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Despite a multi-party commitment to increase spending on negative political advertising, a mix of cheap oil, shaky fundamentals, and poor governance caused Canada’s economy to shrink each of the first four months of 2015. Unfortunately, experts (including the CIBC’s Andrew Grantham and Bank of America economist Emanuella Enenajor) forecast that contraction will continue through June. If this proves true, Canada will officially be in a recession. Yet, despite evidence that the economy is failing, Canada’s Finance Minister Joe Oliver continues to do what he does best: deny. Oliver insists that Canada is not on track for recession.

By definition, two consecutive fiscal quarters of economic contraction constitute a recession. So no, Canada is not yet in a recession because we haven’t seen the GDP growth/shrinkage rate for the second quarter leading up to June 2015; but it sounds like that data might show us that we are in the midst of one. Why?

Enenajor says that Canada’s sputtering manufacturing sector is responsible for the continuing slowdown. The relatively weak loonie has created ideal conditions for a manufacturing rebound, yet Canadian wheels are still spinning—and not on the pavement. Canada has fewer factories than it did in 2009, and so less capacity for economic growth in this sector, and for the economy as a whole.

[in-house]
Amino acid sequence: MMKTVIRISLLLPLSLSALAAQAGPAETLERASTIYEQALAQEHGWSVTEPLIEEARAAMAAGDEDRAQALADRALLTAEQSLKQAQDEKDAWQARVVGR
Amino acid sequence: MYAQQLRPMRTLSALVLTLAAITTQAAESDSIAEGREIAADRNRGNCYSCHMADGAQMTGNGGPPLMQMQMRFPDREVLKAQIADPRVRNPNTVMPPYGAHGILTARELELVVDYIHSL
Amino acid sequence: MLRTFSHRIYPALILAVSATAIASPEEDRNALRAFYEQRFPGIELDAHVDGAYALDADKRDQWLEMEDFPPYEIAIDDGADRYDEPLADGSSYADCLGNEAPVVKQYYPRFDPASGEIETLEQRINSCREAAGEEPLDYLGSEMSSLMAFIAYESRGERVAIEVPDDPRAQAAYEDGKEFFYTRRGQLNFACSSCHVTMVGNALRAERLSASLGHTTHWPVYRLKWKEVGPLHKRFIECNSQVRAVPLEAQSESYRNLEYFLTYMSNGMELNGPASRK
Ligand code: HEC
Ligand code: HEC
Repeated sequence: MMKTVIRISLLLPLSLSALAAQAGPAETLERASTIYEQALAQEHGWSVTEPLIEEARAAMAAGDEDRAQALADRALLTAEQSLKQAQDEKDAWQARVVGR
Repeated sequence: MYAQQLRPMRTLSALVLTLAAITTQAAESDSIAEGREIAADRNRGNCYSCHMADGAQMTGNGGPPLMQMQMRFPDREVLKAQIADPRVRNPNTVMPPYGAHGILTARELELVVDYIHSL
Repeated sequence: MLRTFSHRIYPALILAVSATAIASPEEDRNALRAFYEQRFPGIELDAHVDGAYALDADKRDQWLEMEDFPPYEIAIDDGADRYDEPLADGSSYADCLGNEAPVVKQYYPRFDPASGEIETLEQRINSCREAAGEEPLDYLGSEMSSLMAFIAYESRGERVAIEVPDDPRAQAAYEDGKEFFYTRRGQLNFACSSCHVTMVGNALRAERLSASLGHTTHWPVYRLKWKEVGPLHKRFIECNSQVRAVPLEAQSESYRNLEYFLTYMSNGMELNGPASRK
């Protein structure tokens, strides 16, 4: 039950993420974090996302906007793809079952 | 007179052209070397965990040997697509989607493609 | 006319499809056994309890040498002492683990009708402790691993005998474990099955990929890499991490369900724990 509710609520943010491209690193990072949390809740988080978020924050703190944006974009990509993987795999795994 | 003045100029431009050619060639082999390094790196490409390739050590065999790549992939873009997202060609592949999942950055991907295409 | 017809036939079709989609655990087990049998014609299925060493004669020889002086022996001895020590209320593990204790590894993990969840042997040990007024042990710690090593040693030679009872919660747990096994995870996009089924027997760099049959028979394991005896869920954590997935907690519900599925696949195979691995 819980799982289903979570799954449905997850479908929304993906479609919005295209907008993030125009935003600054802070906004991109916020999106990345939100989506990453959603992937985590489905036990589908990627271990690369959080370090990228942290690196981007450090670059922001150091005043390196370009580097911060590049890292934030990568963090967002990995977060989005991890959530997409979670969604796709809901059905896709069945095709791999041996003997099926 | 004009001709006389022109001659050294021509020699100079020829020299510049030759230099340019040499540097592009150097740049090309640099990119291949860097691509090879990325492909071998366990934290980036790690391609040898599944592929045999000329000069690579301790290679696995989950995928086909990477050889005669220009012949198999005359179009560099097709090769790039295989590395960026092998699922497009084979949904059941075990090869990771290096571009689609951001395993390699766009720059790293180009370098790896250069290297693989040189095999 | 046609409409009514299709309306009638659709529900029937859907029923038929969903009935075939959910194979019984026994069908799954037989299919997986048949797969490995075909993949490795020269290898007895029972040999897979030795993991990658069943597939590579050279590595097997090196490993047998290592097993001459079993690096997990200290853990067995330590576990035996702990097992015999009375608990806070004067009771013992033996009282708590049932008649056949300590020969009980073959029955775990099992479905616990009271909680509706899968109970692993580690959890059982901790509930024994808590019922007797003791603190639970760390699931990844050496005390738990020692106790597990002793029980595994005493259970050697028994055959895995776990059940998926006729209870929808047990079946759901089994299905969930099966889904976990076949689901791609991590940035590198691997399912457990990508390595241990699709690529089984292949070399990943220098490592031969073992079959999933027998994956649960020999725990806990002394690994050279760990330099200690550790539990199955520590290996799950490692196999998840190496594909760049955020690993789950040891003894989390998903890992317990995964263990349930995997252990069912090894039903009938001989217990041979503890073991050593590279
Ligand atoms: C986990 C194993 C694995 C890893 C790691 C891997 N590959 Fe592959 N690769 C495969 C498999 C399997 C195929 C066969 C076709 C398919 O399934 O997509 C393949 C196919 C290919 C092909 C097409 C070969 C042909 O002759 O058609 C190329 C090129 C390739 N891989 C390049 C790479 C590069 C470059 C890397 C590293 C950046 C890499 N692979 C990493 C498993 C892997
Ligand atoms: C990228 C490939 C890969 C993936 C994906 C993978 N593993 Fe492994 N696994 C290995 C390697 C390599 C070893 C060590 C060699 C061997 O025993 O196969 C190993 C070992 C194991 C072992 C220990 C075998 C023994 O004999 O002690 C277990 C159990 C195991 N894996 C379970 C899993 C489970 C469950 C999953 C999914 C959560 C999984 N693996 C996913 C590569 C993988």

"To those who say that Canada is in the midst of a recession...that depends on what your definition of is is."

“To those who say that Canada is in the midst of a recession…that depends on what your definition of is is.”
Adrian Wyld/Canadian Press

Oliver doesn’t buy that explanation, perhaps because it doesn’t absolve him of responsibility. He blames Greece, the U.S., China, Japan, Russia, and the “disappointing” and “mediocre” international economic environment. To summarize, Oliver doesn’t blame anyone else. He blames everyone else.

It’s tempting to chastise Oliver for passing the buck, but it’s fair for him to blame others for our problems. How is Canada supposed to reboot its manufacturing sector with all that Greek turmoil? Furthermore, we all know Japan is responsible for the declining price of oil, and therefore the bane of our existence. Another challenge comes in the form of the balanced budget: the promise that this government broke so many times because it couldn’t stop spending on self-promotional advertising, but which it now insists on keeping no matter the cost to Canadian workers and families. That was because of the Russians. Or the Chinese. Or it was Obama’s fault. Any way you slice it, this looks bad.

Worse yet, it’s an election year. How bad would it look if this government, which prides itself on its so-called economic stewardship, were to let the economy slip into recession before the writ drops? Think Joe Oliver wearing nothing but chaps and a cowboy hat…ya, that bad.

Oliver says that Canada needs “strong leadership” in order to avoid that disastrous scenario. “This is no time to take risks. We can’t experiment with risky plans that could drive us into a deficit,” he says. That’s too true. Can you imagine if we had weak leadership, the kind that might admit that there was a problem and take steps to fix it? That would be terrible. Worse yet, can you imagine if we ran a deficit? That would be like going back to last year, when, after years of record deficits, on Canada Day, our Prime Minister said that ours was “the best country in the world!” How about some applause for mediocrity? Let’s keep Harper in power, and make sure that Oliver remains in charge of the Ministry of Finance. We don’t want to go back to being great.